Interview Rahel Morciano 2023/1 - Childhood cancer survivors:What does the future hold? - Campaigns - Current - Kinderkrebsschweiz

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“For former childhood cancer patients, job applications are a bit like walking a tightrope”

An Interview with Rahel Morciano, affected mother

Rahel Morciano’s son was diagnosed with a brain tumour at the age of 14. Today, Jamiro is officially cured but is still struggling with the late effects of the illness and therapy. His parents are doing everything in their power to make sure Jamiro, now 22, can fulfil his career aspirations, but there are massive obstacles to be overcome.

Ms Morciano, your son was diagnosed with a brain tumour in 2015. What was it like for you and your family back then?

The diagnosis pulled the rug out from under our feet. We were so very, very worried about and of course afraid for our son and had to completely reorganise our lives from one day to the next. At the time, I worked but had to give up my job. It wouldn’t have been possible any other way. At first, we were totally overwhelmed and basically lived our lives on autopilot. After the operation and the chemotherapy, Jamiro was initially paralysed on his left-hand side. In the beginning, it was mainly about him rebuilding his muscles and getting his strength back. But that took a lot of time and he spent almost two and a half years in a wheelchair. Today, he is doing well under the circumstances, but nothing is the same as it was before. The illness has changed a lot but we have learned to live with it and to make the best of it.


What consequences did the illness have on his schooling and training?

When we got the diagnosis Jamiro was in secondary education. Even though he missed nearly a whole year at school, he managed to finished the obligatory part of secondary education. He had always wanted to be a chemical engineer and he had a very specific plan: first, he would do an apprenticeship as a lab technician and then study chemistry with his technical Matura exam (the equivalent of ‘A’ levels). But due to the late effects, it was absolutely impossible for him to find any kind of apprenticeship. That was a very stressful time for all of us. He got one rejection after another and was not invited to attend a single interview. For former childhood cancer patients, job applications are a bit like walking a tightrope – constantly: “Should I say I’ve had cancer or not? Do I have to tell a potential employer about my illness, even though it was a long time ago, and I could jeopardise my chances by telling them, or can I just keep quiet?” These are all questions that those affected have to think about. In Jamiro’s case, however, it was clear we would have to be very open in any communication because he is physically impaired, has balance problems and suffers from fatigue*. This means that, like many other survivors, he also struggles with chronic states of exhaustion and therefore has to pay very close attention to his energy balance.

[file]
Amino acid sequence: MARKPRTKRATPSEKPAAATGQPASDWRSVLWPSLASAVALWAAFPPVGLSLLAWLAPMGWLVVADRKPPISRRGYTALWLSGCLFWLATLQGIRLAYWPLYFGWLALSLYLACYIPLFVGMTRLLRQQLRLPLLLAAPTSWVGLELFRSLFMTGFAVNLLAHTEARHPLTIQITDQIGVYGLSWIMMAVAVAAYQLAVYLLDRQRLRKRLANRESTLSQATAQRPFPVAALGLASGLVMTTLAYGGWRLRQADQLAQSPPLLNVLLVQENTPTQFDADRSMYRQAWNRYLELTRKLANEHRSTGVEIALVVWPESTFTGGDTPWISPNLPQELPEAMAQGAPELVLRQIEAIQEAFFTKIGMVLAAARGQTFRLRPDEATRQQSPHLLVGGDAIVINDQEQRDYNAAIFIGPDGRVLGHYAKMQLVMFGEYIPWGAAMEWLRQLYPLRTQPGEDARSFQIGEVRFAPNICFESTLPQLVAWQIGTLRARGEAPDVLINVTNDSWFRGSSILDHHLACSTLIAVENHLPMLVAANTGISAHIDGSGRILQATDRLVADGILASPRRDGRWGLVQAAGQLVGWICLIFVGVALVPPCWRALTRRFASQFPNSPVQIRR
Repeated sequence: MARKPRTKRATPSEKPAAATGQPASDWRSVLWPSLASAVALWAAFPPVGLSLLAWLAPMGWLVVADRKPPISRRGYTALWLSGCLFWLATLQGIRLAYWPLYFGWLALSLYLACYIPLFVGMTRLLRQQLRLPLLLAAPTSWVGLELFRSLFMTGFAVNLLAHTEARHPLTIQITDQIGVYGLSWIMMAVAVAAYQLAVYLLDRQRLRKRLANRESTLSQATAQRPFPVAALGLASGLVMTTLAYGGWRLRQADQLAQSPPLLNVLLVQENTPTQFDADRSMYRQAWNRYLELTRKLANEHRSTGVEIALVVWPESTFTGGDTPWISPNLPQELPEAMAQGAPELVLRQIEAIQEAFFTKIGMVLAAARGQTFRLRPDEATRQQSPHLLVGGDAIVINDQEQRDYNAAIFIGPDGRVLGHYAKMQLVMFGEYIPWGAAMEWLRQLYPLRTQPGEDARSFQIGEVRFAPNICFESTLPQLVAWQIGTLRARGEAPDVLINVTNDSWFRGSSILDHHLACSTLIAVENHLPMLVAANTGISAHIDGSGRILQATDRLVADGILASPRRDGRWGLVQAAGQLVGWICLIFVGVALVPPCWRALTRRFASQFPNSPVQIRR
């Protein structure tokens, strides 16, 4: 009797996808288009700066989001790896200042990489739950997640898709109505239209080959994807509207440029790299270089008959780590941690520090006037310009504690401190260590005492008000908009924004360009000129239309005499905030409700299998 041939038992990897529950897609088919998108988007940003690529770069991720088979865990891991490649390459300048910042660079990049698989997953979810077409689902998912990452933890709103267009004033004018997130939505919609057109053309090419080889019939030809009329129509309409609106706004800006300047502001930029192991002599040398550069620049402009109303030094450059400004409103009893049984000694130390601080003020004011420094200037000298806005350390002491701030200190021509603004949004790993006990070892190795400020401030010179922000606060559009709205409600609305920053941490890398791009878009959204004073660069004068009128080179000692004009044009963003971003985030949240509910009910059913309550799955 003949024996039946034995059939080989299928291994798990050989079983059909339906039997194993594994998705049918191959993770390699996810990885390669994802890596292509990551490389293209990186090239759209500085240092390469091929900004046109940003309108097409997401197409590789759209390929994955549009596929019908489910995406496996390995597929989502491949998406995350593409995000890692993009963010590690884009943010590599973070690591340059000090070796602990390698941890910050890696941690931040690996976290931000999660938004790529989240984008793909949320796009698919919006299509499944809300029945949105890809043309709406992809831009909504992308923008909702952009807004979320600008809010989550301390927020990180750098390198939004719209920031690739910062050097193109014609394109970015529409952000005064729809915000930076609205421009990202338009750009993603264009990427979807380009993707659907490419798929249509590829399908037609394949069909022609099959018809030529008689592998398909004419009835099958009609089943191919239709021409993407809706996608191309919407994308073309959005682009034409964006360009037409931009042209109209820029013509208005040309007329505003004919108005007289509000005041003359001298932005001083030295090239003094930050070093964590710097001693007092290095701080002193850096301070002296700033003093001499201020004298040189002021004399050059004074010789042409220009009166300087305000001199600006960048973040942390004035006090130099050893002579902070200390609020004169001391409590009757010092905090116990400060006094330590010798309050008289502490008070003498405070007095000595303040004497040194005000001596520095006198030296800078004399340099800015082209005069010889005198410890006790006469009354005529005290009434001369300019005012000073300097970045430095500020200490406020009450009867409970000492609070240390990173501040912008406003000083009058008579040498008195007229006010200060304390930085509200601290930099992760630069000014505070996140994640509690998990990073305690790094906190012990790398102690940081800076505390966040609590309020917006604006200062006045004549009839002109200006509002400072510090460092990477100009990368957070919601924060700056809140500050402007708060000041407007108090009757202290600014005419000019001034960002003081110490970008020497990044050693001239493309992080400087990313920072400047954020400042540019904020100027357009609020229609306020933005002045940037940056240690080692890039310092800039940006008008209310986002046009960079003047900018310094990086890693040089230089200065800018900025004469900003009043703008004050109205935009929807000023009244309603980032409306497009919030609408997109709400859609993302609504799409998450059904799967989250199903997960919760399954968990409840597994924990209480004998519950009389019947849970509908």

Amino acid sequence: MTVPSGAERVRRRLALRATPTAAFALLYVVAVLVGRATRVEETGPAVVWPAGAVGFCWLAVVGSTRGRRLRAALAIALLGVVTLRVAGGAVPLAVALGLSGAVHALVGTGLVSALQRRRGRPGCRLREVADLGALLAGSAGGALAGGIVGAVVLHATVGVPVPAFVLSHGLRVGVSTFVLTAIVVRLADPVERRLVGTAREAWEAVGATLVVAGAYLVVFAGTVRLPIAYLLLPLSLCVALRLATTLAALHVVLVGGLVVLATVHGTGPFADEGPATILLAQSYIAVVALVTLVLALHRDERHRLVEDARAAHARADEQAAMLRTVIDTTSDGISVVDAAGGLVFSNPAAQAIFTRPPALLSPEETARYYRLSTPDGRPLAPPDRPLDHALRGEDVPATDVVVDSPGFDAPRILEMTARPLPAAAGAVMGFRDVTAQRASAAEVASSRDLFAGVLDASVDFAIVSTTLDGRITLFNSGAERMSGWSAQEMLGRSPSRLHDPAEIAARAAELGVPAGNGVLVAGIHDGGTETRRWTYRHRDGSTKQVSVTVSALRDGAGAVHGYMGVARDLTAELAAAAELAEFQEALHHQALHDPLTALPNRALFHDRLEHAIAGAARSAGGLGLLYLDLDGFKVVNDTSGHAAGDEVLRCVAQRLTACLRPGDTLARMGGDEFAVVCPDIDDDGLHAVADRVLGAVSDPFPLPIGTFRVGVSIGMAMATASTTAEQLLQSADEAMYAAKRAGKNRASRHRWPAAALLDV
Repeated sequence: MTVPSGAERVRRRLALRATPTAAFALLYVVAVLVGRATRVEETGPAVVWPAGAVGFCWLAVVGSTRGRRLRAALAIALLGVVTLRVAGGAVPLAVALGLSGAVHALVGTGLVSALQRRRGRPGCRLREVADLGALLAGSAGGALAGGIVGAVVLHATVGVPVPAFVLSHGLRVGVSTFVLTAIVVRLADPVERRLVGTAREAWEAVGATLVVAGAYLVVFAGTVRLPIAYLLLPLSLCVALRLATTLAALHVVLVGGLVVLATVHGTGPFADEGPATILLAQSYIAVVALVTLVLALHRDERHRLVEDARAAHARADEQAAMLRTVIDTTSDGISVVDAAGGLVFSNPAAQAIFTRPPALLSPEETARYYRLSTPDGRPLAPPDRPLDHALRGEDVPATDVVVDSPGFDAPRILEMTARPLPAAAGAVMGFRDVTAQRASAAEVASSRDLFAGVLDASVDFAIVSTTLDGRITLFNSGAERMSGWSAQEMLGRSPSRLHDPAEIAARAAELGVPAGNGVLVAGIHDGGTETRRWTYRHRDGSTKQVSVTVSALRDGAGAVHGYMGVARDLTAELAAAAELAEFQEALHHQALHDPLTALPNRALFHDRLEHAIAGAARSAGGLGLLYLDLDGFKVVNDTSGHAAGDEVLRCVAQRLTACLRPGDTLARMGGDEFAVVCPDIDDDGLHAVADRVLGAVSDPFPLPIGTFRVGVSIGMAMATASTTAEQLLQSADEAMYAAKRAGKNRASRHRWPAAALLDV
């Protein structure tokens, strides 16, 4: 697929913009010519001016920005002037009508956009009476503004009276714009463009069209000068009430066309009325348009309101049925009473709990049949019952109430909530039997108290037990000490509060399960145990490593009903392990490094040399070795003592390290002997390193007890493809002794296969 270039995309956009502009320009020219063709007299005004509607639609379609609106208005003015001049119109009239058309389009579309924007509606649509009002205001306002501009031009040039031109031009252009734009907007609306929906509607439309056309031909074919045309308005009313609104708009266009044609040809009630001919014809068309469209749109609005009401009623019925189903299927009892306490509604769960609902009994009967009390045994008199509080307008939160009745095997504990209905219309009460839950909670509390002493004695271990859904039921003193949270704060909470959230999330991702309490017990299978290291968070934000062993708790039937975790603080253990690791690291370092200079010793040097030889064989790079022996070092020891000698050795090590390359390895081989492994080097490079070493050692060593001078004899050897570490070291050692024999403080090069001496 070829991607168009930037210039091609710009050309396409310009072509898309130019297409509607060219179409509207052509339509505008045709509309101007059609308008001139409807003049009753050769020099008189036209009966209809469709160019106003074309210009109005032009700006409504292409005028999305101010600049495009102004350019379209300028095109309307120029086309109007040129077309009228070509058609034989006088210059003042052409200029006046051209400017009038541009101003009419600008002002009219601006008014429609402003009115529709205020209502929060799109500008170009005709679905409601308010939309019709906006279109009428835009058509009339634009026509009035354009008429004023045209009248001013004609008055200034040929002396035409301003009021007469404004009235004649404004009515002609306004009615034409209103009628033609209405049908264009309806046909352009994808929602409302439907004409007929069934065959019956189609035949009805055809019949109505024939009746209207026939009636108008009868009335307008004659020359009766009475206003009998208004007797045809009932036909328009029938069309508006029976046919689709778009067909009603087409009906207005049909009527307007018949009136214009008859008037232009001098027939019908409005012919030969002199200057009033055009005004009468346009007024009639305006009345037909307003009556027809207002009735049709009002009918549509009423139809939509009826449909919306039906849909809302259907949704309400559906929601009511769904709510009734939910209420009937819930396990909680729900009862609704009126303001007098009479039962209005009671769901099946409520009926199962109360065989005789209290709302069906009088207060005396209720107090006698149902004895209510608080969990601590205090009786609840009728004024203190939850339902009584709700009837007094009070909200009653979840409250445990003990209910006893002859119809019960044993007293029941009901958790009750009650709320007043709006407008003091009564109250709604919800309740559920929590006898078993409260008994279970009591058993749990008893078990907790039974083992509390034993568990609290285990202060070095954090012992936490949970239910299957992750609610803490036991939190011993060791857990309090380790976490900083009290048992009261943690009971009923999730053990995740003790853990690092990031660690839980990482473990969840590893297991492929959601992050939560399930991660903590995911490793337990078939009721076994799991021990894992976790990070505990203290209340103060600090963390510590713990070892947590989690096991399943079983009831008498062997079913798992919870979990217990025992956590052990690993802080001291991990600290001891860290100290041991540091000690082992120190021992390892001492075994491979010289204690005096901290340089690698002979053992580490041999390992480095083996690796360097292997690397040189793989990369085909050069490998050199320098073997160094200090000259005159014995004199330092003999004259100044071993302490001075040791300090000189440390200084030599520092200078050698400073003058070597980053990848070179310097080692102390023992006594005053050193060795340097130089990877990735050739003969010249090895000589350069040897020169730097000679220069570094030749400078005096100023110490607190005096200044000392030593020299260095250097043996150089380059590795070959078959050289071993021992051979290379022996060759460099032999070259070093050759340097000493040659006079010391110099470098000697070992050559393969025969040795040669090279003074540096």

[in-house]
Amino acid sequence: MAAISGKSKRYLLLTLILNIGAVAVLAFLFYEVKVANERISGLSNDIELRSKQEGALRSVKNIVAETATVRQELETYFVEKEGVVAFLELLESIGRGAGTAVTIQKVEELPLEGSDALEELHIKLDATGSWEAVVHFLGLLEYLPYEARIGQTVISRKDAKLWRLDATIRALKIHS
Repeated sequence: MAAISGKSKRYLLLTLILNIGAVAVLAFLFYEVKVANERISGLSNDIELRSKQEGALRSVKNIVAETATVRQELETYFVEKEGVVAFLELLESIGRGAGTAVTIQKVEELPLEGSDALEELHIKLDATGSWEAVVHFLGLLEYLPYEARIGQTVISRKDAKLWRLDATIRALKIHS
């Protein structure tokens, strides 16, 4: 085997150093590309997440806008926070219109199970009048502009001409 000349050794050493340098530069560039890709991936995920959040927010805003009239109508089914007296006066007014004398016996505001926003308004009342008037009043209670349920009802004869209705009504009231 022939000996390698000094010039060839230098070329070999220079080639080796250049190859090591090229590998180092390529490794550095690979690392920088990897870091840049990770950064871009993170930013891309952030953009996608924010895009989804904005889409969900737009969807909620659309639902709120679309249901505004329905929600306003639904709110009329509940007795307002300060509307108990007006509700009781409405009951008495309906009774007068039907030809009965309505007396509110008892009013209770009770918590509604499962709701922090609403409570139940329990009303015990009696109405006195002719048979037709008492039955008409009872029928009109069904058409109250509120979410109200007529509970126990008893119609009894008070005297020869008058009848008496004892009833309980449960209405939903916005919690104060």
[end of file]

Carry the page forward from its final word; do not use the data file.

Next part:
So what happened when it became obvious he wasn’t going to find an apprenticeship?

Because he couldn’t do anything else, he took a different path and started at what we call a Diplommittelschule in Switzerland, a kind of a technical college you do straight after school. That gave him more time to recover and at the same time meant he could do a useful qualification. Then we started the rounds of application again and this time he was lucky. He found an apprenticeship as a chemical lab technician with an employer who was willing to hire him despite his medical history. That was a massive step for him and we were all very pleased for him, naturally. But after about a year, the problems started because he had difficulty completing certain tasks in the lab due to his physical impairments. As a result, he had to undergo various external examinations at the employer’s request. Due to the test results, his training contract was terminated a few months later. We were particularly disappointed that nobody showed any willingness to look for ways of making it possible for him to at least complete his apprenticeship. That was another low point for Jamiro and he really suffered because of it. The people at the invalidity insurance (IV) advised him to do a number of different trial internships and that resulted in them suggesting he might like to try a commercial apprenticeship – even though he had always made it quite clear that he wasn’t interested in commercial training. The invalidity insurance seems to suggest this regularly as an option for former brain tumour survivors. We really don’t see why the system should be so inflexible. No young person who has beaten a serious disease such as cancer and has the scars to prove it should be forced to simply give up on their aspirations for the future. So we started looking ourselves for ways he could perhaps still realise his professional goal. Now he is going to a grammar school to get the Swiss equivalent of ‘A’ levels and will then go on to study chemistry.